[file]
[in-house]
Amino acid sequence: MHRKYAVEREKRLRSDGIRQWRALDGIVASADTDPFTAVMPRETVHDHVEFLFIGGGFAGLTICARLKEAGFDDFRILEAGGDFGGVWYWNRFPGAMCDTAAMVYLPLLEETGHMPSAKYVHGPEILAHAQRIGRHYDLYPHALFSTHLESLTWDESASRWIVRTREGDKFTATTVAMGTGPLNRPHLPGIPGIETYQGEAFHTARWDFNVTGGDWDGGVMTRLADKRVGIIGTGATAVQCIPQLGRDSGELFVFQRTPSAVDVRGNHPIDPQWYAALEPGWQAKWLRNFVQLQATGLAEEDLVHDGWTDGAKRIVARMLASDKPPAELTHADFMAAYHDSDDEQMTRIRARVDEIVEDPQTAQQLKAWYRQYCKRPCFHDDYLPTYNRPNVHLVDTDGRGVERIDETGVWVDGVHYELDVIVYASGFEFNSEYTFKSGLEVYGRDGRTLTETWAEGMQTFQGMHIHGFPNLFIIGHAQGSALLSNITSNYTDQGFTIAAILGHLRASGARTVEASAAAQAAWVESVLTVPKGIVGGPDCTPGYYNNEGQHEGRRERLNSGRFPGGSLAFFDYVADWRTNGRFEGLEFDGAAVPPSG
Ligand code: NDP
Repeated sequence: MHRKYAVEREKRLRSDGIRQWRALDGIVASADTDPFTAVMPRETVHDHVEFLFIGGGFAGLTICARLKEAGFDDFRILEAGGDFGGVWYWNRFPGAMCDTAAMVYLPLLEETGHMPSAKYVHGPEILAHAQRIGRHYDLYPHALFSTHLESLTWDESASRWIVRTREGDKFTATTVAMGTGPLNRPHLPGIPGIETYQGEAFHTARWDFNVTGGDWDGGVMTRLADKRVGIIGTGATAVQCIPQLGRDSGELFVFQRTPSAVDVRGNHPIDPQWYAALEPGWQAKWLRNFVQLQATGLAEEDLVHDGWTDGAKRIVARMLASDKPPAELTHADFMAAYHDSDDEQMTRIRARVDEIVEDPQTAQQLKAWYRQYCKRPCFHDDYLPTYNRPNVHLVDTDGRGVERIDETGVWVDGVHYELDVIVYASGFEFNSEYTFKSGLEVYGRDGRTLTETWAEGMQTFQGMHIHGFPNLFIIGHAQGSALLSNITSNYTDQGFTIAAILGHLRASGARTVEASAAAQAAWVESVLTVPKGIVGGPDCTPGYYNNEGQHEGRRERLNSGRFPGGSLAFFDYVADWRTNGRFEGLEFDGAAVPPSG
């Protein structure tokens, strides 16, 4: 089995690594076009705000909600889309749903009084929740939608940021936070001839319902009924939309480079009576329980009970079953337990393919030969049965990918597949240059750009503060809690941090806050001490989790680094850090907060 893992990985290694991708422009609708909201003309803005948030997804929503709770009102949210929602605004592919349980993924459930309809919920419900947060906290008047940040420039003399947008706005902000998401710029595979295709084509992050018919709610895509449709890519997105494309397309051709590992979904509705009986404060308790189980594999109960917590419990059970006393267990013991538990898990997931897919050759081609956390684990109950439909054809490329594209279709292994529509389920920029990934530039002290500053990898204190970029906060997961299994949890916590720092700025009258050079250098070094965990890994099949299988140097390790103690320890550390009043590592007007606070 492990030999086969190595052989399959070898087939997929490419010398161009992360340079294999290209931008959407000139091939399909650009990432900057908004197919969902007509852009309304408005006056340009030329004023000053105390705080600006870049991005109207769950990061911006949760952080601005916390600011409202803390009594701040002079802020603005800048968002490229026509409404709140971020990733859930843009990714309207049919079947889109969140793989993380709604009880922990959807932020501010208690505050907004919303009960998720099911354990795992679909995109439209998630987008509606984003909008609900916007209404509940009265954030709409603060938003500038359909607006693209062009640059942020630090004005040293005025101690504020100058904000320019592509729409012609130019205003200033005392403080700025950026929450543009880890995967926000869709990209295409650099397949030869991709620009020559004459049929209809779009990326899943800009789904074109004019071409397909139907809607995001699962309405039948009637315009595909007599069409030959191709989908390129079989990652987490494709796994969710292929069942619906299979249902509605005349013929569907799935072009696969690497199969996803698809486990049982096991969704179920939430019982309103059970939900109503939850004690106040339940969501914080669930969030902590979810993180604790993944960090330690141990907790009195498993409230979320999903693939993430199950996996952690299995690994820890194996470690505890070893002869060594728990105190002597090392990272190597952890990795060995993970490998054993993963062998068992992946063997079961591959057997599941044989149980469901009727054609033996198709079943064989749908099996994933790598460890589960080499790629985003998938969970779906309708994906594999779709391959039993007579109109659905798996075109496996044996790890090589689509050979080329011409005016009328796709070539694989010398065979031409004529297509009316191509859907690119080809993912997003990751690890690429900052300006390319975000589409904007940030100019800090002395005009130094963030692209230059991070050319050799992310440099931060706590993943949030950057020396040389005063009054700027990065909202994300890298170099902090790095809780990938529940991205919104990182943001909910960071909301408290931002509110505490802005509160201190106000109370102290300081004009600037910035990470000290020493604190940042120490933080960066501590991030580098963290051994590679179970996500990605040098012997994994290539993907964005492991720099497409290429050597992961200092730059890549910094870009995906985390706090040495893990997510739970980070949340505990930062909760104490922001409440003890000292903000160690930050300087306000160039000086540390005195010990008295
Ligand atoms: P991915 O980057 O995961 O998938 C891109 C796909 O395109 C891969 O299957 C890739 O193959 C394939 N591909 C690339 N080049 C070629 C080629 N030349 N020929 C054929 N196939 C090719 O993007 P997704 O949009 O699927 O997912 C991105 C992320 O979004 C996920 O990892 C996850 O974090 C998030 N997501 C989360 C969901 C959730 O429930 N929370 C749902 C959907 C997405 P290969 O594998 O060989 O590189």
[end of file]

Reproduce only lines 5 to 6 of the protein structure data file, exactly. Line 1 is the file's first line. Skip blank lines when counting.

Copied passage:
């Protein structure tokens, strides 16, 4: 089995690594076009705000909600889309749903009084929740939608940021936070001839319902009924939309480079009576329980009970079953337990393919030969049965990918597949240059750009503060809690941090806050001490989790680094850090907060 893992990985290694991708422009609708909201003309803005948030997804929503709770009102949210929602605004592919349980993924459930309809919920419900947060906290008047940040420039003399947008706005902000998401710029595979295709084509992050018919709610895509449709890519997105494309397309051709590992979904509705009986404060308790189980594999109960917590419990059970006393267990013991538990898990997931897919050759081609956390684990109950439909054809490329594209279709292994529509389920920029990934530039002290500053990898204190970029906060997961299994949890916590720092700025009258050079250098070094965990890994099949299988140097390790103690320890550390009043590592007007606070 492990030999086969190595052989399959070898087939997929490419010398161009992360340079294999290209931008959407000139091939399909650009990432900057908004197919969902007509852009309304408005006056340009030329004023000053105390705080600006870049991005109207769950990061911006949760952080601005916390600011409202803390009594701040002079802020603005800048968002490229026509409404709140971020990733859930843009990714309207049919079947889109969140793989993380709604009880922990959807932020501010208690505050907004919303009960998720099911354990795992679909995109439209998630987008509606984003909008609900916007209404509940009265954030709409603060938003500038359909607006693209062009640059942020630090004005040293005025101690504020100058904000320019592509729409012609130019205003200033005392403080700025950026929450543009880890995967926000869709990209295409650099397949030869991709620009020559004459049929209809779009990326899943800009789904074109004019071409397909139907809607995001699962309405039948009637315009595909007599069409030959191709989908390129079989990652987490494709796994969710292929069942619906299979249902509605005349013929569907799935072009696969690497199969996803698809486990049982096991969704179920939430019982309103059970939900109503939850004690106040339940969501914080669930969030902590979810993180604790993944960090330690141990907790009195498993409230979320999903693939993430199950996996952690299995690994820890194996470690505890070893002869060594728990105190002597090392990272190597952890990795060995993970490998054993993963062998068992992946063997079961591959057997599941044989149980469901009727054609033996198709079943064989749908099996994933790598460890589960080499790629985003998938969970779906309708994906594999779709391959039993007579109109659905798996075109496996044996790890090589689509050979080329011409005016009328796709070539694989010398065979031409004529297509009316191509859907690119080809993912997003990751690890690429900052300006390319975000589409904007940030100019800090002395005009130094963030692209230059991070050319050799992310440099931060706590993943949030950057020396040389005063009054700027990065909202994300890298170099902090790095809780990938529940991205919104990182943001909910960071909301408290931002509110505490802005509160201190106000109370102290300081004009600037910035990470000290020493604190940042120490933080960066501590991030580098963290051994590679179970996500990605040098012997994994290539993907964005492991720099497409290429050597992961200092730059890549910094870009995906985390706090040495893990997510739970980070949340505990930062909760104490922001409440003890000292903000160690930050300087306000160039000086540390005195010990008295
Ligand atoms: P991915 O980057 O995961 O998938 C891109 C796909 O395109 C891969 O299957 C890739 O193959 C394939 N591909 C690339 N080049 C070629 C080629 N030349 N020929 C054929 N196939 C090719 O993007 P997704 O949009 O699927 O997912 C991105 C992320 O979004 C996920 O990892 C996850 O974090 C998030 N997501 C989360 C969901 C959730 O429930 N929370 C749902 C959907 C997405 P290969 O594998 O060989 O590189």